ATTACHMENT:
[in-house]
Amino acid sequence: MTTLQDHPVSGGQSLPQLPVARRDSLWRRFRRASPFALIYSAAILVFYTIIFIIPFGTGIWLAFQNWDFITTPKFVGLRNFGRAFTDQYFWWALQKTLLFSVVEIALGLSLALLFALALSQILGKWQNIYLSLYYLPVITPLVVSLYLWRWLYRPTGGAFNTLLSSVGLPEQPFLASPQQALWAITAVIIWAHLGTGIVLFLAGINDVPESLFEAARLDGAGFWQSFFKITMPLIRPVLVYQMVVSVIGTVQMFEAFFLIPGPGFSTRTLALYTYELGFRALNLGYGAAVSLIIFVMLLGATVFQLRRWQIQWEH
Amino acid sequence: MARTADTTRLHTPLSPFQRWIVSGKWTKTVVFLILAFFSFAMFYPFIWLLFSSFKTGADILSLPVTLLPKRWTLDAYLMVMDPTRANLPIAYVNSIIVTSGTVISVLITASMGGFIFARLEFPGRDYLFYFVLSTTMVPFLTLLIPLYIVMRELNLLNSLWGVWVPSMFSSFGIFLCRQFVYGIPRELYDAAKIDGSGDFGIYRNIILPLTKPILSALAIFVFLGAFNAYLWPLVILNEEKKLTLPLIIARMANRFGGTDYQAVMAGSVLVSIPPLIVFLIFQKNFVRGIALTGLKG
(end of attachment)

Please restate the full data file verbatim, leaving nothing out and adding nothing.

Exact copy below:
[in-house]
Amino acid sequence: MTTLQDHPVSGGQSLPQLPVARRDSLWRRFRRASPFALIYSAAILVFYTIIFIIPFGTGIWLAFQNWDFITTPKFVGLRNFGRAFTDQYFWWALQKTLLFSVVEIALGLSLALLFALALSQILGKWQNIYLSLYYLPVITPLVVSLYLWRWLYRPTGGAFNTLLSSVGLPEQPFLASPQQALWAITAVIIWAHLGTGIVLFLAGINDVPESLFEAARLDGAGFWQSFFKITMPLIRPVLVYQMVVSVIGTVQMFEAFFLIPGPGFSTRTLALYTYELGFRALNLGYGAAVSLIIFVMLLGATVFQLRRWQIQWEH
Amino acid sequence: MARTADTTRLHTPLSPFQRWIVSGKWTKTVVFLILAFFSFAMFYPFIWLLFSSFKTGADILSLPVTLLPKRWTLDAYLMVMDPTRANLPIAYVNSIIVTSGTVISVLITASMGGFIFARLEFPGRDYLFYFVLSTTMVPFLTLLIPLYIVMRELNLLNSLWGVWVPSMFSSFGIFLCRQFVYGIPRELYDAAKIDGSGDFGIYRNIILPLTKPILSALAIFVFLGAFNAYLWPLVILNEEKKLTLPLIIARMANRFGGTDYQAVMAGSVLVSIPPLIVFLIFQKNFVRGIALTGLKG